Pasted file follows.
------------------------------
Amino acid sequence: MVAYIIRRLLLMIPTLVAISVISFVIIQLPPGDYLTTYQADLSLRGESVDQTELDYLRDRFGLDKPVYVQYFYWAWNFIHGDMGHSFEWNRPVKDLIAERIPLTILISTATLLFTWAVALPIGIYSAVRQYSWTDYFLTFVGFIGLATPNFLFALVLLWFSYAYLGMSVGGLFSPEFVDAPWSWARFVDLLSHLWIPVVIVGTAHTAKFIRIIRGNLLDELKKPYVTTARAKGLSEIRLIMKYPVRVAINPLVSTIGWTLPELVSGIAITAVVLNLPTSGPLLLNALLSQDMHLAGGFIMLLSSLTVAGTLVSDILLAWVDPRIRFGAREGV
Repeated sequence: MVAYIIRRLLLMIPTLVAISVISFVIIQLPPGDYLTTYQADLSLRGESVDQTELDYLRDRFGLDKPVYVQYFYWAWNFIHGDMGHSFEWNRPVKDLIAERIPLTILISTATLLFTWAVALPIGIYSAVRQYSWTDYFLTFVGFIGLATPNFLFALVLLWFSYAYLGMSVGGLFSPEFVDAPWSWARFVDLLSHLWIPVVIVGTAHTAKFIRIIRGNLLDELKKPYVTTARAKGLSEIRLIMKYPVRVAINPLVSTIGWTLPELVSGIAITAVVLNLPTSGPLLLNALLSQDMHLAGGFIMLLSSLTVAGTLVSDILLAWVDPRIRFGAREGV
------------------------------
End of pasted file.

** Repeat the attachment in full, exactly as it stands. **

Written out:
Amino acid sequence: MVAYIIRRLLLMIPTLVAISVISFVIIQLPPGDYLTTYQADLSLRGESVDQTELDYLRDRFGLDKPVYVQYFYWAWNFIHGDMGHSFEWNRPVKDLIAERIPLTILISTATLLFTWAVALPIGIYSAVRQYSWTDYFLTFVGFIGLATPNFLFALVLLWFSYAYLGMSVGGLFSPEFVDAPWSWARFVDLLSHLWIPVVIVGTAHTAKFIRIIRGNLLDELKKPYVTTARAKGLSEIRLIMKYPVRVAINPLVSTIGWTLPELVSGIAITAVVLNLPTSGPLLLNALLSQDMHLAGGFIMLLSSLTVAGTLVSDILLAWVDPRIRFGAREGV
Repeated sequence: MVAYIIRRLLLMIPTLVAISVISFVIIQLPPGDYLTTYQADLSLRGESVDQTELDYLRDRFGLDKPVYVQYFYWAWNFIHGDMGHSFEWNRPVKDLIAERIPLTILISTATLLFTWAVALPIGIYSAVRQYSWTDYFLTFVGFIGLATPNFLFALVLLWFSYAYLGMSVGGLFSPEFVDAPWSWARFVDLLSHLWIPVVIVGTAHTAKFIRIIRGNLLDELKKPYVTTARAKGLSEIRLIMKYPVRVAINPLVSTIGWTLPELVSGIAITAVVLNLPTSGPLLLNALLSQDMHLAGGFIMLLSSLTVAGTLVSDILLAWVDPRIRFGAREGV